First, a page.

Amid economic hard times, city farming, an absolutely new method in agriculture is developed to tackle food shortage problems in Venezuela.
Fruits and vegetable gardens are sprouting everywhere in urban centres after Venezuela’s pumpkin-growing socialist president exhorts compatriots to grow fruits and vegetables on balconies, roofs and in barracks across the country.
Venezuela, a substantial net exporter of crude petroleum and a founding member of the Organization of Petroleum Exporting Countries (OPEC) has a major influence on global oil prices, is now resorting to agriculture to offset widespread of food shortages.
“We need to plant to ensure food sovereignty,” President Nicolas Maduro said, recounting how he and his wife harvested pumpkins on their patio for a soup.
His government’s “Great Agro-Venezuela Mission” is promoting city farming to offset shortages which have led to looting and riots as the OPEC country undergoes a major economic crisis.
Unlike Papua New Guinea’s population, 83 percent of the inhabitants of Venezuelans live in cities and only 17 percent live in the countryside.
Highlighting the need to build an urban productive culture, President Maduro announced urban agriculture is necessary.
In the first data on the new push, Maduro’s government boasts that in the last three months, some 135,000 Venezuelans have produced 273 tonnes of vegetables, fruits and herbs in urban settings.
The production seems well short of this year’s goal of 3,500 tonnes, but some participants are enthusiastic.
“If all communities began to cultivate, it would help to combat the high cost of living and food shortages,” said 69-year-old Luisana Galvis, a retired administrator who helps produce 30 different types of vegetable on a state-owned plot in a West Caracas slum.
Critics, though, say the project is laughably inadequate given the scale of Venezuela’s problems and absurd in a vast and fertile nation that was once a major exporter of coffee.
“Forty thousand hectares of productive land in this country and Nicolas’ solution is urban agriculture!” scoffed two-time opposition presidential candidate Henrique Capriles, who accuses the government of wrecking rural output with nationalizations.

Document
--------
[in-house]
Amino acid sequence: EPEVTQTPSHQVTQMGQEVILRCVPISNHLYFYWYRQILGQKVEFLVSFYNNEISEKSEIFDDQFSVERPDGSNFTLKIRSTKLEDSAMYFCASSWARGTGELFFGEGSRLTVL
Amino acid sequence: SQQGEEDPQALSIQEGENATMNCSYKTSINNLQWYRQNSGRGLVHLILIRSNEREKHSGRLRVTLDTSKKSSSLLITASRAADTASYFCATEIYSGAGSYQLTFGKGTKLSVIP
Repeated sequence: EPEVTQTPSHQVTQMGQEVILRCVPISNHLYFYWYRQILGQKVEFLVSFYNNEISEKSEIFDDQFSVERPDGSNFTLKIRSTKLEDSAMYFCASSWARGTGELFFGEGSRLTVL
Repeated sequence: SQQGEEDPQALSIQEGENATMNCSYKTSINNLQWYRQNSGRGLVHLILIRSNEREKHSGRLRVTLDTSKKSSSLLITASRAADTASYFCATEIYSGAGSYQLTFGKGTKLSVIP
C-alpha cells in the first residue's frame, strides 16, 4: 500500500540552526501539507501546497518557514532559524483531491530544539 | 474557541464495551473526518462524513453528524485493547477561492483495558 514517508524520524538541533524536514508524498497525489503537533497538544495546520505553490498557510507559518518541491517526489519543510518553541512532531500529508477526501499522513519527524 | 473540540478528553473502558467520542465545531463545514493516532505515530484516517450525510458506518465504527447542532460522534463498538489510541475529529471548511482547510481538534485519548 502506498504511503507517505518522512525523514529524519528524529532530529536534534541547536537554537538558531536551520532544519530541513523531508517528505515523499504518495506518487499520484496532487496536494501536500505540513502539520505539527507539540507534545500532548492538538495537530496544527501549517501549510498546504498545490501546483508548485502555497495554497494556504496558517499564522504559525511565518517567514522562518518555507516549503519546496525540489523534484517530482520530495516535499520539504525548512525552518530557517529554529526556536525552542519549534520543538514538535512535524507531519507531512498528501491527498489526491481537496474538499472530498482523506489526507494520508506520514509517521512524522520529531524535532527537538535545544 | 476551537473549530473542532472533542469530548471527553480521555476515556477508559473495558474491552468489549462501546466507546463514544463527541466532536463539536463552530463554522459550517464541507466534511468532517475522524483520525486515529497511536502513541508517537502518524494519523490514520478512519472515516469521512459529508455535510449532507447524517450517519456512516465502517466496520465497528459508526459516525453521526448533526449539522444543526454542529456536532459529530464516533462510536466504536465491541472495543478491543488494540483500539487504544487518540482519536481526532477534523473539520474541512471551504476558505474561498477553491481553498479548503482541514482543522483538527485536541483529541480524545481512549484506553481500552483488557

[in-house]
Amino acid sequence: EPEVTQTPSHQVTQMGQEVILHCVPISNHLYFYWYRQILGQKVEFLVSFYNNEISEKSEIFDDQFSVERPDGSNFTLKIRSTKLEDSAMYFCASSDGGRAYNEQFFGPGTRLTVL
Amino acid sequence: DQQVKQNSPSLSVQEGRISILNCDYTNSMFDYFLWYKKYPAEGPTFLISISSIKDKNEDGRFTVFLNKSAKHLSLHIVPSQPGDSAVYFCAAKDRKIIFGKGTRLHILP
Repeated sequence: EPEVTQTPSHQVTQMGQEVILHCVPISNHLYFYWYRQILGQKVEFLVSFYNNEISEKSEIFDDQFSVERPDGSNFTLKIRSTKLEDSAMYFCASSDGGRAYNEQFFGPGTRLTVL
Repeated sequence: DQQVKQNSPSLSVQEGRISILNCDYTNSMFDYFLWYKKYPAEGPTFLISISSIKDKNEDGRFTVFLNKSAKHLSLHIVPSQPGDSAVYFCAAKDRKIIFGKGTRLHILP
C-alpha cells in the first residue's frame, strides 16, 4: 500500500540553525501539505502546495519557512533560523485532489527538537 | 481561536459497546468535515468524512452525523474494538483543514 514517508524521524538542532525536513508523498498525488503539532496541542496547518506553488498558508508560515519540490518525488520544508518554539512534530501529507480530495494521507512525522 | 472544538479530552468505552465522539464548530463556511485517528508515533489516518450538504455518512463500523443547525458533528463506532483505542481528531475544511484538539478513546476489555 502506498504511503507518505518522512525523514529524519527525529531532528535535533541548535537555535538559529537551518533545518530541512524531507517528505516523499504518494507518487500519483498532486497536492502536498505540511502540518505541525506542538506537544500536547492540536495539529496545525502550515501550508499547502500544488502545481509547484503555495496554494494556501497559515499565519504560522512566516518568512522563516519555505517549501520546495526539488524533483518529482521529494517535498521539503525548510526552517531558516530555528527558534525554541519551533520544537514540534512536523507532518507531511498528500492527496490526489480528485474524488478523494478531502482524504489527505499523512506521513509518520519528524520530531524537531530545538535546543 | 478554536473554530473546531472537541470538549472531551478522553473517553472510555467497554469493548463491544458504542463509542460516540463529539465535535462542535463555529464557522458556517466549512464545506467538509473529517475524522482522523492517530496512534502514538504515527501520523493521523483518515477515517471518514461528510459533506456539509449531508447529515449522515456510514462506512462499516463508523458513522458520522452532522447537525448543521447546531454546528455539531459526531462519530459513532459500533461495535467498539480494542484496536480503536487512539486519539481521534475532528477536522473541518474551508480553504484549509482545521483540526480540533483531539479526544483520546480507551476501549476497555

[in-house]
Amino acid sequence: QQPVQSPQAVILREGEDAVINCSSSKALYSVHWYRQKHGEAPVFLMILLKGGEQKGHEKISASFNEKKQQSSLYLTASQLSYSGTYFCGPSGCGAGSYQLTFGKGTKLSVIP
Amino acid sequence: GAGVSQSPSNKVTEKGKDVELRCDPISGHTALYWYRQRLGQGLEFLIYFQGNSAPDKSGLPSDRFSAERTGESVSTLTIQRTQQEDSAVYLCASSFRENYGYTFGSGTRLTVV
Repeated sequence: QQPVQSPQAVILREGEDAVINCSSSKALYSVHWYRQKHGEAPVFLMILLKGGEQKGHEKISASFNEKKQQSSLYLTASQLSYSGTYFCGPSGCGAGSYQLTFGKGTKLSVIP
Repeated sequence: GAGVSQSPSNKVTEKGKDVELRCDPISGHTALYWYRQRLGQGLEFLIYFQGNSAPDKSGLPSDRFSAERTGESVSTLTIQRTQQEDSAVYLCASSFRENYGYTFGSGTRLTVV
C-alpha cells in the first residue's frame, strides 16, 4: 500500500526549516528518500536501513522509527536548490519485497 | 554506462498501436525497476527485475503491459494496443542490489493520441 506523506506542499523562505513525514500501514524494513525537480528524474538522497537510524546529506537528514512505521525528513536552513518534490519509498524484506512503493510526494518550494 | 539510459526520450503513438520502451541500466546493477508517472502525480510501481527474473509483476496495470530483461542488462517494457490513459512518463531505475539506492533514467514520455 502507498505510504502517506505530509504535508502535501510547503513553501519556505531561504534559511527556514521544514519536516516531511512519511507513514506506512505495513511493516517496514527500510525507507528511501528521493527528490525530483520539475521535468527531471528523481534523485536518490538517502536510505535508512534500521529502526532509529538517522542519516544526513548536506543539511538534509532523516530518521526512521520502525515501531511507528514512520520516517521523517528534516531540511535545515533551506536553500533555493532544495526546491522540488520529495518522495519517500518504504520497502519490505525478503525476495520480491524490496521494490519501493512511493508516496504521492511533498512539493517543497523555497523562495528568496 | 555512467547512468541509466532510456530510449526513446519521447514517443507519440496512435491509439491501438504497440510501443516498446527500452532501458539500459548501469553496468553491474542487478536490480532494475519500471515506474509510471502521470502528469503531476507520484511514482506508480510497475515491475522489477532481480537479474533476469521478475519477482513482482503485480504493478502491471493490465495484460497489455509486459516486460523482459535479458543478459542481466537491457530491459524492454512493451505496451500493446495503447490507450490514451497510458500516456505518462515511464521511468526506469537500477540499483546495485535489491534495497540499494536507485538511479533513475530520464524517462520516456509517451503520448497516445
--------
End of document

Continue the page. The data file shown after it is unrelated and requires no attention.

Even some who have long grown their own food are dubious of Maduro’s efforts to help solve Venezuela’s unprecedented crisis by emulating their city gardens.
“It’s illogical to have a grand plan for urban agriculture given how fertile the land is in Venezuela,” said Omar Sharam, owner of the upmarket Casa Bistro restaurant which cultivates many of its own ingredients on a city plot.
According to Reuters, oil gradually took over Venezuela’s economy since its discovery in the country a century ago, and now makes up 94 percent of foreign income, that has led to the neglect of other sectors, including agriculture, and made Venezuela dependent on imports.
Vast swathes of arable land are underused.
Since Maduro was elected three years ago to succeed the late socialist leader Hugo Chavez, his popular mentor, Venezuela’s economy has deteriorated rapidly with a deep recession and widespread shortages.
Mobs outside shops screaming, “We want food!” and hoping for limited bags of pasta and rice have become commonplace across the South American country of 30 million.
The government blames the crisis on an “economic war” led by opposition business leaders and the United States.
Critics, however, point the finger at bad economic policy and over-reliance on oil.
With its new urban food push, Venezuela is attempting to follow in the footsteps of Cuba, its closest ally, which pioneered sustainable agriculture during the so-called “Special Period” in the 1990’s after the collapse of its Cold War benefactor, the Soviet Union.